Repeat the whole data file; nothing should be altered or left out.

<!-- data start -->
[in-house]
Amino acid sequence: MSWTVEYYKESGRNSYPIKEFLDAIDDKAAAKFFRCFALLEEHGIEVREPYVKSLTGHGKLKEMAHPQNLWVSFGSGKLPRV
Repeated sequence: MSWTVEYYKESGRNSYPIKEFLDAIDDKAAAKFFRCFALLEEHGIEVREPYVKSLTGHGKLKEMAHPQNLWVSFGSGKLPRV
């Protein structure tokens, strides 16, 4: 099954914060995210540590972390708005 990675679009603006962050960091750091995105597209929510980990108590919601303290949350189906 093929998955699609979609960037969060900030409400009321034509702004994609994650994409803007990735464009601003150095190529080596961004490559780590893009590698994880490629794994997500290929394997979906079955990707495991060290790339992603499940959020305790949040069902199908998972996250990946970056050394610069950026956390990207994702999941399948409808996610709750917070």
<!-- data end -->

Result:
[in-house]
Amino acid sequence: MSWTVEYYKESGRNSYPIKEFLDAIDDKAAAKFFRCFALLEEHGIEVREPYVKSLTGHGKLKEMAHPQNLWVSFGSGKLPRV
Repeated sequence: MSWTVEYYKESGRNSYPIKEFLDAIDDKAAAKFFRCFALLEEHGIEVREPYVKSLTGHGKLKEMAHPQNLWVSFGSGKLPRV
């Protein structure tokens, strides 16, 4: 099954914060995210540590972390708005 990675679009603006962050960091750091995105597209929510980990108590919601303290949350189906 093929998955699609979609960037969060900030409400009321034509702004994609994650994409803007990735464009601003150095190529080596961004490559780590893009590698994880490629794994997500290929394997979906079955990707495991060290790339992603499940959020305790949040069902199908998972996250990946970056050394610069950026956390990207994702999941399948409808996610709750917070």